from the urls-we-dig-up dept
Most of us have been taught to understand math-related topics in a linear way, but that might not be the way our brains are hard-wired. Kids actually tend to have an innate number scale that is logarithmic, so even though they know how to count to ten (or even twenty), they'll actually think more along the lines of one, many, lots of many's, and then OMG so many that's like infinity. Here are just a few links on logarithmic thinking to ponder.
- Ask second graders to map out a few numbers on a blank line from 1 to 1,000 -- and you'll see that 7yo kids tend to space out the numbers in a logarithmic pattern. Fourth graders won't make the same number line map as these second graders, and it's apparently not too hard to un-learn logarithmic scales since many adults don't remember what a log scale graph is. [url]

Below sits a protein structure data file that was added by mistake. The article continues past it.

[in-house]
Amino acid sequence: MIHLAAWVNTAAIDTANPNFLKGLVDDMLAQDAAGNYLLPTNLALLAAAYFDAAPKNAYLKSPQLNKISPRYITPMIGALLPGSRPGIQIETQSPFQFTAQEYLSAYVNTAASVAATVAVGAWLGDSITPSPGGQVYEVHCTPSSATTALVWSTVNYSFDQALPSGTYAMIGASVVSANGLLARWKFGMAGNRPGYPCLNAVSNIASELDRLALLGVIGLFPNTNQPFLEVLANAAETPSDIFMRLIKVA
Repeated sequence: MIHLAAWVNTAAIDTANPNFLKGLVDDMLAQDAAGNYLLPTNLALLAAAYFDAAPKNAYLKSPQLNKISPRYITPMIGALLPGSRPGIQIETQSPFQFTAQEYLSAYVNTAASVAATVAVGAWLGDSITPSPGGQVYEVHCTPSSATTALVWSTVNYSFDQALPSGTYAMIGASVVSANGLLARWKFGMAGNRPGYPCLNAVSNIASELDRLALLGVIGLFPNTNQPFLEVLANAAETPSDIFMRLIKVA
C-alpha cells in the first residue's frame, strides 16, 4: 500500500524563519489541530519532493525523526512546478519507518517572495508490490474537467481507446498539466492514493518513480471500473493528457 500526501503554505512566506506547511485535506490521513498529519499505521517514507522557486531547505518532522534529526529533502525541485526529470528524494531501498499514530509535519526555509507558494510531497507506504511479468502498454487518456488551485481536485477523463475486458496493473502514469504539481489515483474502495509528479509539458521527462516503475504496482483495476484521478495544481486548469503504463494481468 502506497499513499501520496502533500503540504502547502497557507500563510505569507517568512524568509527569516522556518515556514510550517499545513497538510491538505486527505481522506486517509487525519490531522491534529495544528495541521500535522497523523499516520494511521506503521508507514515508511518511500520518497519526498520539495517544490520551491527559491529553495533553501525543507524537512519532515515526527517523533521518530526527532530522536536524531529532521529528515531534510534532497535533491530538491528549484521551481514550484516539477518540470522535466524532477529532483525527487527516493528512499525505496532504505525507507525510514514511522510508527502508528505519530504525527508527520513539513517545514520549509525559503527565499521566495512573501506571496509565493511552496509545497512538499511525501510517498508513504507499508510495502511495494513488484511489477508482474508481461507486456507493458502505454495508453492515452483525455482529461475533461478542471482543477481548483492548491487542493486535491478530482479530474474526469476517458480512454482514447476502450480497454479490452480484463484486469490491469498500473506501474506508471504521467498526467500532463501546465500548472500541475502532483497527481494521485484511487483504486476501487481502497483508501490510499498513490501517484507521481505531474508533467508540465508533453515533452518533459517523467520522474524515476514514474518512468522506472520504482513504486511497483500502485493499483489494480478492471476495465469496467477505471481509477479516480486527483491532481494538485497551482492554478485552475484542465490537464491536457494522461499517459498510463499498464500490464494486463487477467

- RadioLab has a nice podcast about how kids learn their numbers, switching from logarithmic thinking to more linear thinking. Young kids and even infants notice large changes (such as when quantities double), but they're not so good at exact amounts and small differences. [url]
- It's not just little kids. Some cultures think in logarithmic scales -- such as an Amazonian indigene group, the Mundurucu. Actually, logarithmic thinking may lie dormant in all of us, whenever we estimate quantities or deal with extremely large numbers. [url]
- What number is halfway between 1 and 9? Most formally educated adults say 5, but another answer (from kids) is 3. [url]